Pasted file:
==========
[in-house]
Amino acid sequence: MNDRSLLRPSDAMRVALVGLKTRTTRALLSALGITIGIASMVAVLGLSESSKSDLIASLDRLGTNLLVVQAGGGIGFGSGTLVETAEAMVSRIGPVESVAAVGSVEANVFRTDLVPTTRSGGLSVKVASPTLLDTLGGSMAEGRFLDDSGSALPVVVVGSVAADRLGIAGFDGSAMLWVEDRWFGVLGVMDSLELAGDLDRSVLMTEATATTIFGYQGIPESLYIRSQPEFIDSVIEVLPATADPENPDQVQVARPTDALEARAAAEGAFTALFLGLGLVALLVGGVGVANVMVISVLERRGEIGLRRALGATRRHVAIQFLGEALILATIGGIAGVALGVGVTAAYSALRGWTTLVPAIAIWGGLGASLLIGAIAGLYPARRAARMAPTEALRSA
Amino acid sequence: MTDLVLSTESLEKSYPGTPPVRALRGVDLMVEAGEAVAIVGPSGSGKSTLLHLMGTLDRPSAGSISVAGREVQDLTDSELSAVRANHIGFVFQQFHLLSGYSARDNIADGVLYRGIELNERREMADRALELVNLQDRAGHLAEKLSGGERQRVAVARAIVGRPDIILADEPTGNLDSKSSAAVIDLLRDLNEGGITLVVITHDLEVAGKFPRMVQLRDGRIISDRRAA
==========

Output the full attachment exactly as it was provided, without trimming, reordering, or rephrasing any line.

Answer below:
[in-house]
Amino acid sequence: MNDRSLLRPSDAMRVALVGLKTRTTRALLSALGITIGIASMVAVLGLSESSKSDLIASLDRLGTNLLVVQAGGGIGFGSGTLVETAEAMVSRIGPVESVAAVGSVEANVFRTDLVPTTRSGGLSVKVASPTLLDTLGGSMAEGRFLDDSGSALPVVVVGSVAADRLGIAGFDGSAMLWVEDRWFGVLGVMDSLELAGDLDRSVLMTEATATTIFGYQGIPESLYIRSQPEFIDSVIEVLPATADPENPDQVQVARPTDALEARAAAEGAFTALFLGLGLVALLVGGVGVANVMVISVLERRGEIGLRRALGATRRHVAIQFLGEALILATIGGIAGVALGVGVTAAYSALRGWTTLVPAIAIWGGLGASLLIGAIAGLYPARRAARMAPTEALRSA
Amino acid sequence: MTDLVLSTESLEKSYPGTPPVRALRGVDLMVEAGEAVAIVGPSGSGKSTLLHLMGTLDRPSAGSISVAGREVQDLTDSELSAVRANHIGFVFQQFHLLSGYSARDNIADGVLYRGIELNERREMADRALELVNLQDRAGHLAEKLSGGERQRVAVARAIVGRPDIILADEPTGNLDSKSSAAVIDLLRDLNEGGITLVVITHDLEVAGKFPRMVQLRDGRIISDRRAA